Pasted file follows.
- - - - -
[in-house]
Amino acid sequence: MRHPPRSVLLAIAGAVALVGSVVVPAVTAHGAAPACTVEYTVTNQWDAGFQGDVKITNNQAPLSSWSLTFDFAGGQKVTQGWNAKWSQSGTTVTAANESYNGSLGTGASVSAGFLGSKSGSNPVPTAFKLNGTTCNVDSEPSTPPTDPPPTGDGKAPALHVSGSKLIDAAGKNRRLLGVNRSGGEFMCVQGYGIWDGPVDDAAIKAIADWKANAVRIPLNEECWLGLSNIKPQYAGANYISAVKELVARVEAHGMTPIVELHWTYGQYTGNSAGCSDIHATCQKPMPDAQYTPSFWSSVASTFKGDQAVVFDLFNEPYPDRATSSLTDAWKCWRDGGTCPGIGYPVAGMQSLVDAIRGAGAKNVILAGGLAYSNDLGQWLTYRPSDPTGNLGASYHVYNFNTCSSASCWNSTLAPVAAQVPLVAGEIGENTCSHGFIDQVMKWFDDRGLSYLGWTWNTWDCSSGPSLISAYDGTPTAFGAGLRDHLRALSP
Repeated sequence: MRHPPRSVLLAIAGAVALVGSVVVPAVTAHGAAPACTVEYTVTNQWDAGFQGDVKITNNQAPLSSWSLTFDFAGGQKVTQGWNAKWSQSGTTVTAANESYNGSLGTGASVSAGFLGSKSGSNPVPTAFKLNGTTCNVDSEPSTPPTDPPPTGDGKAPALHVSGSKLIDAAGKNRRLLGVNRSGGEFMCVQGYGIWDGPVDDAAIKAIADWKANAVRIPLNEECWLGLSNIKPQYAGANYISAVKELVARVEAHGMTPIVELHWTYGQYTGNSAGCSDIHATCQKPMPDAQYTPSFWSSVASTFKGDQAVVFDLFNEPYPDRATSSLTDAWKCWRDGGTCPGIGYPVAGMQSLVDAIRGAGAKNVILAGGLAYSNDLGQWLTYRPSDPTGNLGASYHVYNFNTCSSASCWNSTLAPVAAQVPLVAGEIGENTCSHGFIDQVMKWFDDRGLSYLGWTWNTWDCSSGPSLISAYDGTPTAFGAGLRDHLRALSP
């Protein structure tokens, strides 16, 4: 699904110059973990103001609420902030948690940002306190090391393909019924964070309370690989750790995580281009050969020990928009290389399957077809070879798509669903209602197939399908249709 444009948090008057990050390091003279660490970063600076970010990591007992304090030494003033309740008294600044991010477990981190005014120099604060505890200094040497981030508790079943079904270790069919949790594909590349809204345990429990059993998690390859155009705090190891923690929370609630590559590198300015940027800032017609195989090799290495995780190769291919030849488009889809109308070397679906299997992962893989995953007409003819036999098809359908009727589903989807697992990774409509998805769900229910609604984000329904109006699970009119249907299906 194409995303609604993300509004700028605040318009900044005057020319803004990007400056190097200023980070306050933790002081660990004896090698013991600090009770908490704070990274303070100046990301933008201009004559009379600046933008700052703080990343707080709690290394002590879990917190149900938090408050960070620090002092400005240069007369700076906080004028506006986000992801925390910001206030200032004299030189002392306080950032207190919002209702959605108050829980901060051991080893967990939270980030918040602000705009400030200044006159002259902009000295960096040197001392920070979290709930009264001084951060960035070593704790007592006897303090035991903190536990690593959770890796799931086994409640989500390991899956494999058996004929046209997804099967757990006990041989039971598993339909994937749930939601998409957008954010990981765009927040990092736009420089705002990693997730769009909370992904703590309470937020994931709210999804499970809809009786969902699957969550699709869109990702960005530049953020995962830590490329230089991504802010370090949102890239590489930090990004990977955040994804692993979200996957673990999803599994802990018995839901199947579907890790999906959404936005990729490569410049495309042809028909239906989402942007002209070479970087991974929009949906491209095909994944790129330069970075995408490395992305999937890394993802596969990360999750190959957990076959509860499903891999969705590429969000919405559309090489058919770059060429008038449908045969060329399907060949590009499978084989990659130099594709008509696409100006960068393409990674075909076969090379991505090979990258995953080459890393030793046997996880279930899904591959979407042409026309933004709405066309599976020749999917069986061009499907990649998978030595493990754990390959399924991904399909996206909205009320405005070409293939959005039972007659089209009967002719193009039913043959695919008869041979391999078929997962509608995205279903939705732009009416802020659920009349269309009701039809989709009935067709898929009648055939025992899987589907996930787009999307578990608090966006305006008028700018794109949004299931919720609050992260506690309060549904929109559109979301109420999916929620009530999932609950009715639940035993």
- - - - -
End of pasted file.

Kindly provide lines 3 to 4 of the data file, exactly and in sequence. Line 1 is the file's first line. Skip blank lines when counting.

Repeated sequence: MRHPPRSVLLAIAGAVALVGSVVVPAVTAHGAAPACTVEYTVTNQWDAGFQGDVKITNNQAPLSSWSLTFDFAGGQKVTQGWNAKWSQSGTTVTAANESYNGSLGTGASVSAGFLGSKSGSNPVPTAFKLNGTTCNVDSEPSTPPTDPPPTGDGKAPALHVSGSKLIDAAGKNRRLLGVNRSGGEFMCVQGYGIWDGPVDDAAIKAIADWKANAVRIPLNEECWLGLSNIKPQYAGANYISAVKELVARVEAHGMTPIVELHWTYGQYTGNSAGCSDIHATCQKPMPDAQYTPSFWSSVASTFKGDQAVVFDLFNEPYPDRATSSLTDAWKCWRDGGTCPGIGYPVAGMQSLVDAIRGAGAKNVILAGGLAYSNDLGQWLTYRPSDPTGNLGASYHVYNFNTCSSASCWNSTLAPVAAQVPLVAGEIGENTCSHGFIDQVMKWFDDRGLSYLGWTWNTWDCSSGPSLISAYDGTPTAFGAGLRDHLRALSP
């Protein structure tokens, strides 16, 4: 699904110059973990103001609420902030948690940002306190090391393909019924964070309370690989750790995580281009050969020990928009290389399957077809070879798509669903209602197939399908249709 444009948090008057990050390091003279660490970063600076970010990591007992304090030494003033309740008294600044991010477990981190005014120099604060505890200094040497981030508790079943079904270790069919949790594909590349809204345990429990059993998690390859155009705090190891923690929370609630590559590198300015940027800032017609195989090799290495995780190769291919030849488009889809109308070397679906299997992962893989995953007409003819036999098809359908009727589903989807697992990774409509998805769900229910609604984000329904109006699970009119249907299906 194409995303609604993300509004700028605040318009900044005057020319803004990007400056190097200023980070306050933790002081660990004896090698013991600090009770908490704070990274303070100046990301933008201009004559009379600046933008700052703080990343707080709690290394002590879990917190149900938090408050960070620090002092400005240069007369700076906080004028506006986000992801925390910001206030200032004299030189002392306080950032207190919002209702959605108050829980901060051991080893967990939270980030918040602000705009400030200044006159002259902009000295960096040197001392920070979290709930009264001084951060960035070593704790007592006897303090035991903190536990690593959770890796799931086994409640989500390991899956494999058996004929046209997804099967757990006990041989039971598993339909994937749930939601998409957008954010990981765009927040990092736009420089705002990693997730769009909370992904703590309470937020994931709210999804499970809809009786969902699957969550699709869109990702960005530049953020995962830590490329230089991504802010370090949102890239590489930090990004990977955040994804692993979200996957673990999803599994802990018995839901199947579907890790999906959404936005990729490569410049495309042809028909239906989402942007002209070479970087991974929009949906491209095909994944790129330069970075995408490395992305999937890394993802596969990360999750190959957990076959509860499903891999969705590429969000919405559309090489058919770059060429008038449908045969060329399907060949590009499978084989990659130099594709008509696409100006960068393409990674075909076969090379991505090979990258995953080459890393030793046997996880279930899904591959979407042409026309933004709405066309599976020749999917069986061009499907990649998978030595493990754990390959399924991904399909996206909205009320405005070409293939959005039972007659089209009967002719193009039913043959695919008869041979391999078929997962509608995205279903939705732009009416802020659920009349269309009701039809989709009935067709898929009648055939025992899987589907996930787009999307578990608090966006305006008028700018794109949004299931919720609050992260506690309060549904929109559109979301109420999916929620009530999932609950009715639940035993």